e. New Information Requirements – the CCRs introduce a checklist of information which traders must make available to consumers pre-contract. The list of information varies depending on the channel of sale, with requirements for on-premises, off-premises and distance contracts. The CCRs imply a term into each consumer contract that the trader has complied with its information obligations. Although this requirement is not new for online sales, the information required to be provided is now more detailed and there are also certain changes to the form in which the information needs to be provided. The requirement to also provide this information in a “durable medium” remains. For on-premises sales, the requirements include providing details of a trader’s complaint handling policy and details of relevant guarantees and after-sales services.
f. Obligation to Pay – before consumers commit to an order online, traders must now make clear to consumers that they will be required to make payment once they commit to an order. If this involves the click of a button to complete the order, the button must carry the words “order with obligation to pay” or a “corresponding unambiguous formulation indicating that placing the order entails an obligation to pay”. The legislation is very prescriptive on this requirement and it is clear that many UK retailers currently do not comply with the required wording.
g. Additional Payments and Tick Boxes – the CCRs ban pre-ticked boxes for any supplementary goods and services (e.g. such as warranty support, insurance, express delivery etc.) Such additional services must be actively selected by the consumer if they wish to purchase the additional service rather than the consumer being forced to un-tick the selection.
h. Delivery of Goods – unless the trader and consumer agree otherwise, the trader must deliver the goods without undue delay and in any event within 30 days from the date the contract was entered into.
i. Telephone Helpline – where a trader offers a telephone helpline for consumers, including for after-sales support, the CCRs provide that the trader must offer a number that charges no more than the basic rate. The legislation does not prohibit premium or revenue sharing numbers but requires the trader to also provide a basic rate alternative which must be communicated as prominently as any other number. The Department for Business Innovation & Skills provides some useful guidance on this requirement.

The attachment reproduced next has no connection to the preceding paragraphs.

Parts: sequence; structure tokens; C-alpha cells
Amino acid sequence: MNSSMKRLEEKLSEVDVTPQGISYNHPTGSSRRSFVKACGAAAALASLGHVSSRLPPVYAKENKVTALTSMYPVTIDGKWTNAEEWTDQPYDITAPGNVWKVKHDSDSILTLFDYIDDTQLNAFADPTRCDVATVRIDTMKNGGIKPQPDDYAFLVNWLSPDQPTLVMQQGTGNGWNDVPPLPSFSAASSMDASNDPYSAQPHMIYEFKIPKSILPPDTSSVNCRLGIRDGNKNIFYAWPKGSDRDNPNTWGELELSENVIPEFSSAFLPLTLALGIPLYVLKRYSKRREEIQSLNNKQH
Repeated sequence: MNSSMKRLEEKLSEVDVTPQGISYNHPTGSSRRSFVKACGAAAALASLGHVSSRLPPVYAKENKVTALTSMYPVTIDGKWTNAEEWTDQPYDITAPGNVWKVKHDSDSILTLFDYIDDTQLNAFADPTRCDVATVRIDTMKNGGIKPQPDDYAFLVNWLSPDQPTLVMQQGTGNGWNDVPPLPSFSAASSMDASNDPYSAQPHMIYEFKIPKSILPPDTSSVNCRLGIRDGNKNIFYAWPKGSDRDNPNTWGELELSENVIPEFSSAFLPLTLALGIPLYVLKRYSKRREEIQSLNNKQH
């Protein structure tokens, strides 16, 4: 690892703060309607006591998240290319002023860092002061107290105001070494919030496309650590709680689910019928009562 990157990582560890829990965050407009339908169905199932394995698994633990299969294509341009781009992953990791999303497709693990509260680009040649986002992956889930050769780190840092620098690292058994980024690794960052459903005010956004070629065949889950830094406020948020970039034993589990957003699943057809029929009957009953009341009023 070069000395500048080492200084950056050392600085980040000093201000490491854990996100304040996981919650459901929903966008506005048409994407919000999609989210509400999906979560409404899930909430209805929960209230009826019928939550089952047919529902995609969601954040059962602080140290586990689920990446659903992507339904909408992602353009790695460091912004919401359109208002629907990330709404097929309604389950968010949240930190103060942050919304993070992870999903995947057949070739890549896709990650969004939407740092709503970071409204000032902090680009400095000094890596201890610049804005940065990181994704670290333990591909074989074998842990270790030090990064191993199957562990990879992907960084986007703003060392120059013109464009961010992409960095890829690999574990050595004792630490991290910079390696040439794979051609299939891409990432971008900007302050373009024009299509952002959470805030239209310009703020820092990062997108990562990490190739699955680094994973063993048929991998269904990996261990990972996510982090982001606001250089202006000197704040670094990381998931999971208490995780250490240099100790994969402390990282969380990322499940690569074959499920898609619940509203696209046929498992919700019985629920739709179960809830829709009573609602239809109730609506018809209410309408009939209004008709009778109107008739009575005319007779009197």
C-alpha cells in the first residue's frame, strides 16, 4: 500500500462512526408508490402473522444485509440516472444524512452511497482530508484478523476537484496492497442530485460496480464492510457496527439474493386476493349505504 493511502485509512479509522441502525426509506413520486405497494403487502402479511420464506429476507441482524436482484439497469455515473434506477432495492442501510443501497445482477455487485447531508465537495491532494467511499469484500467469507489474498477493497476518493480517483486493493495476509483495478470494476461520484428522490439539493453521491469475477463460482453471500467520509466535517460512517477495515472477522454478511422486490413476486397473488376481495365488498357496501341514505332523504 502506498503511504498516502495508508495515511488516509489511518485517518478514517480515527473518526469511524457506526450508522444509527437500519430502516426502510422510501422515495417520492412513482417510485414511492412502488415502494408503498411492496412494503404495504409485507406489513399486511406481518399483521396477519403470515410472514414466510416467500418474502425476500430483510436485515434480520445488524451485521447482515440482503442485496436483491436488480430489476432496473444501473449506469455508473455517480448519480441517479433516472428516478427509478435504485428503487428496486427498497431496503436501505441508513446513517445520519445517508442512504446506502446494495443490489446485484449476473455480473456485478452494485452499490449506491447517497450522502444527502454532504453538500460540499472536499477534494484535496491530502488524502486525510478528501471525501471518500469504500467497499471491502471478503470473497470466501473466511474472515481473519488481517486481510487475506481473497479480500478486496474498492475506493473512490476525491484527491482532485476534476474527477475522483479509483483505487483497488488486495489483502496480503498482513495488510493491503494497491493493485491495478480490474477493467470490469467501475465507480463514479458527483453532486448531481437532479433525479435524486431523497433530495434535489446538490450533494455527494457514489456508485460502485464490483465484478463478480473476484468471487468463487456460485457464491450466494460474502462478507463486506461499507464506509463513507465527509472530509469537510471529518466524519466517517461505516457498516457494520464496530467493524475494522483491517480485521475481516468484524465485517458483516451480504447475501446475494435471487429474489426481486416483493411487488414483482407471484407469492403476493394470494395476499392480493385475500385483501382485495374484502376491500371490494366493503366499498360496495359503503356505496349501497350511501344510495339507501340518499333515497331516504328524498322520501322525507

The CCRs introduce a new category of service – “digital content”, for which a different set of rules apply in relation to the consumer’s right to cancel. This term is given a broad definition and covers software downloads as we well as downloads and streaming of online games, music, films, apps and in-app purchases across all platforms (including computers, tablets and smartphones). Accordingly, these new rules will have wide application and will impact on most media and gaming businesses. The new requirements include the following:
A trader cannot make the digital content available before expiry of the cooling off period unless the consumer has given its explicit acknowledgement prior to the download commencing, expressly waiving his/her right to cancel. Provided this is properly complied with, the consumer will lose his/her right to cancel as soon as the download starts.
Traders must provide consumers of digital content with information about the functionality of the content and details of compatibility with hardware and software and information on any technical restrictions.
A trader must provide the consumer with a copy of the contract on a durable medium, which must be done within a reasonable time after the contract is concluded.
Further changes are shortly to be introduced for digital content. For example, under the Consumer Rights Bill, digital content must satisfy a minimum standard similar to physical goods – it must be of satisfactory quality, fit for its purpose and meet its description.
Implications for Business
A failure to comply with the CCRs may result in a trader facing a criminal conviction and/or a fine. Depending on the type of breach, the contract with the consumer may also be invalid. Combined with the obvious reputational damage, the consequences of non-compliance may be severe. On the plus side, it is hoped that the new law will make cross-border trading easier by making the laws across the EU more consistent.
Given the way the CCRs have come about and short time given to businesses to prepare, retailers need to ensure they have understood the new requirements and made appropriate changes in advance of the deadline of 13 June 2014.